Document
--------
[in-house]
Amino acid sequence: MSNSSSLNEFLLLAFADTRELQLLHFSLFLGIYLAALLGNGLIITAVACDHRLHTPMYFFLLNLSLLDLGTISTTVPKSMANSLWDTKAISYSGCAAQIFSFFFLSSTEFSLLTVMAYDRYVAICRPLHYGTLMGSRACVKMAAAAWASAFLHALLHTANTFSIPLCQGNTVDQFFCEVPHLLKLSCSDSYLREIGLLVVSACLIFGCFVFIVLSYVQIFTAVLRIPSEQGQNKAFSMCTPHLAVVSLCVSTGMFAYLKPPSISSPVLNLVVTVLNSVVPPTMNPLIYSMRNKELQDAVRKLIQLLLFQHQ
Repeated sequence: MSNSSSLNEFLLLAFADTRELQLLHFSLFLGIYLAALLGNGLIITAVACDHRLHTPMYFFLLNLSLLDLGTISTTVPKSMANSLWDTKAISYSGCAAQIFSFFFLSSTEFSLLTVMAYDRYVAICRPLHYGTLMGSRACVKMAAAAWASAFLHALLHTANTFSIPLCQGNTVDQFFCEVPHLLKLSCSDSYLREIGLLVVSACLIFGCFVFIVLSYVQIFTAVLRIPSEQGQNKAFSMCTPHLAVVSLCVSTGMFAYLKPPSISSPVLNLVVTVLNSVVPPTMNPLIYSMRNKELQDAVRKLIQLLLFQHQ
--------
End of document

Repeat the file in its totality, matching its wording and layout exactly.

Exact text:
[in-house]
Amino acid sequence: MSNSSSLNEFLLLAFADTRELQLLHFSLFLGIYLAALLGNGLIITAVACDHRLHTPMYFFLLNLSLLDLGTISTTVPKSMANSLWDTKAISYSGCAAQIFSFFFLSSTEFSLLTVMAYDRYVAICRPLHYGTLMGSRACVKMAAAAWASAFLHALLHTANTFSIPLCQGNTVDQFFCEVPHLLKLSCSDSYLREIGLLVVSACLIFGCFVFIVLSYVQIFTAVLRIPSEQGQNKAFSMCTPHLAVVSLCVSTGMFAYLKPPSISSPVLNLVVTVLNSVVPPTMNPLIYSMRNKELQDAVRKLIQLLLFQHQ
Repeated sequence: MSNSSSLNEFLLLAFADTRELQLLHFSLFLGIYLAALLGNGLIITAVACDHRLHTPMYFFLLNLSLLDLGTISTTVPKSMANSLWDTKAISYSGCAAQIFSFFFLSSTEFSLLTVMAYDRYVAICRPLHYGTLMGSRACVKMAAAAWASAFLHALLHTANTFSIPLCQGNTVDQFFCEVPHLLKLSCSDSYLREIGLLVVSACLIFGCFVFIVLSYVQIFTAVLRIPSEQGQNKAFSMCTPHLAVVSLCVSTGMFAYLKPPSISSPVLNLVVTVLNSVVPPTMNPLIYSMRNKELQDAVRKLIQLLLFQHQ